Helping youths with career choices
June 18, 2001
IN A WORLD where the explosion of information and knowledge is making careers more multifaceted than ever, young school leavers are faced with bewildering and exciting choices of jobs.
A century ago, when classes in society were firmly in place, the son of the tradesman knew that he was expected to follow in his father's footsteps just as the son of a clerk or banker would inherit his father's occupation. However, in these egalitarian days, the son of the lowly janitor could reasonably aspire to be an academic once he is able to access the necessary funds by way of scholarships or grants.
Over two and a half decades ago, the local education authorities introduced the Work Study programme so that imminent school leavers could experience the environment of the workplace and acquire ideas of the procedures regarding sound office or plant behaviours and the responsibilities of both employers and employees.
The Work Study stint traditionally commences after tests at the end of the academic year in the month of June and continues for approximately six weeks. Depending on the nature of the place of employment, students are given light tasks which they are expected to complete under careful supervision.
The agency is sometimes happy for a few extra hands to help with their production process and quite fittingly, the students are offered stipends or allowances. And parents are happy to know that for part of the school holidays, at least, their offspring would be gainfully occupied. The arrangement seemed a good one for everybody.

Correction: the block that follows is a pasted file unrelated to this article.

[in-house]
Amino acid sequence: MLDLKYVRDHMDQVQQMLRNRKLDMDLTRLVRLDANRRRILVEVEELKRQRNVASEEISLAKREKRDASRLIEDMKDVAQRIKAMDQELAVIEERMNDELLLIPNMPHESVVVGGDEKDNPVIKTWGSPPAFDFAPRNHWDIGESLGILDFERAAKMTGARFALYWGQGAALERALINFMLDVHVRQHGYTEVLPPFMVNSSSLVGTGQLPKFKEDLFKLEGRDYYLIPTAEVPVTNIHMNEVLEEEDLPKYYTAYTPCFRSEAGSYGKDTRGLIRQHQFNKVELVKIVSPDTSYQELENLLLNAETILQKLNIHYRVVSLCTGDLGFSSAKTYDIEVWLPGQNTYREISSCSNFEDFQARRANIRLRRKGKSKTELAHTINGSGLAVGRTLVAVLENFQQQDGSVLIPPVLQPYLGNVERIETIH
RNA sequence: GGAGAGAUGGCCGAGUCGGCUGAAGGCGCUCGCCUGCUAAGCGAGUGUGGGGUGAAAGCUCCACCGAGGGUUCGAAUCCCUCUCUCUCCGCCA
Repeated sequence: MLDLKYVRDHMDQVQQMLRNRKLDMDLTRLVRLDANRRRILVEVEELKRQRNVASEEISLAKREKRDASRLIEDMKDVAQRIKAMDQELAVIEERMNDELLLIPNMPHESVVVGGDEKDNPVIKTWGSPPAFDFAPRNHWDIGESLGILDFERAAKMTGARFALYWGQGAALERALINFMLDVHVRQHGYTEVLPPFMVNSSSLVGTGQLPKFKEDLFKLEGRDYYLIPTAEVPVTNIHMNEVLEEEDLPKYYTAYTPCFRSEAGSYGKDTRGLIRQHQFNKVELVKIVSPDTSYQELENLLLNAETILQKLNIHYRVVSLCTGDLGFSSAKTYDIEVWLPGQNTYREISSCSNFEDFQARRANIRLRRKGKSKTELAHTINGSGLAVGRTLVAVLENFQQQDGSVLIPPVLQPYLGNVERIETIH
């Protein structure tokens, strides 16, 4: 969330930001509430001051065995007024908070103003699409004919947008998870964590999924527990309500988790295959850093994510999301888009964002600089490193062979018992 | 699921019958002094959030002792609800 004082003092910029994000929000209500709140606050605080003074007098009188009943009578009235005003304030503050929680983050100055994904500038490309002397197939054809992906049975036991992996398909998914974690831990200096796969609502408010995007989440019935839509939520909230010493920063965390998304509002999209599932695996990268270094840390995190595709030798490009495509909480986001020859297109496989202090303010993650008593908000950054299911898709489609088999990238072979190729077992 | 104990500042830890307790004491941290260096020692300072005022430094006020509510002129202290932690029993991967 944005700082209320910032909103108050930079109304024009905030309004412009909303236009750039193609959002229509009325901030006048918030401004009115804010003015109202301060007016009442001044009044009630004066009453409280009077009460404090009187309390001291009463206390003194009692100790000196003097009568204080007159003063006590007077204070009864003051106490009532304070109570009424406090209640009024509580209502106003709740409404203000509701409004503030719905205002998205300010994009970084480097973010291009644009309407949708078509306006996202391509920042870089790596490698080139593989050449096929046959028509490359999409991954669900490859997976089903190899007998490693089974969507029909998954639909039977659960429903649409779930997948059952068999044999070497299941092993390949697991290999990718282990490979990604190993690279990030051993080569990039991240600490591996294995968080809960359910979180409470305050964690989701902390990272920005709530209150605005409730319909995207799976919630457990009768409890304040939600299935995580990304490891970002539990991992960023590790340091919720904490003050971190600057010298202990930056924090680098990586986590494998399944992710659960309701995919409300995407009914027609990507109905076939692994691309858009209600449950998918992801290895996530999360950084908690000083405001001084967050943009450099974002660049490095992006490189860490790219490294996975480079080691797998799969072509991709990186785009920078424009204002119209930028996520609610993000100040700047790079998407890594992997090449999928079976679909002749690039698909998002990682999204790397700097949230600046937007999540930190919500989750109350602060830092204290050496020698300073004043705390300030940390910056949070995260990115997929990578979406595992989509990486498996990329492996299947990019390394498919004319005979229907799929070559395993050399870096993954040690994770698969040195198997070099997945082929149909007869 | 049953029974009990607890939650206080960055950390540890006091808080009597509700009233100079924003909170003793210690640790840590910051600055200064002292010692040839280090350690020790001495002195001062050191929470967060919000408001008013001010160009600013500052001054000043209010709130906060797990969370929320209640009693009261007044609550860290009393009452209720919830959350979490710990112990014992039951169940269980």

That is why we were dismayed one day last week to learn that the Work Study programme was under some sort of review by the education authorities.
An event aired by the Guyana Broadcasting Corporation (GBC) informed listeners that students were reluctant to do their stints at those agencies which were known not to pay high stipends and were eager to be assigned to those companies which they believed to be more prestigious and better-paying.
Worse still, some parents were insistent that their children be accorded attachments paying the highest wages. Then, too, some companies and agencies were being very selective about the students coming their way, with some going so far as to refuse those youths assigned to them by the authorities.
We find these developments somewhat distressing since the whole objective of the work study programme seems to be a casualty in the process. We do appreciate the fact that because of the state of the national economy, creative job places are difficult to find even for some graduates of tertiary institutions. And until the economy expands through greater flows of both local and foreign investments, attractive jobs for young people will continue to be hard to come by.
But, to prevent a student from participating in the attachment programme because the place of work may not seem as attractive as another more affluent agency is unfortunate. That student might be missing out on the opportunity to gain an interest in a series of skills that could be the launching pad of a wonderful and satisfying career.
It is to be hoped that the Work Study programme would continue in whatever guise the education experts choose and that the enterprising youth of the nation would find it a sound vehicle for selecting creative and satisfying careers.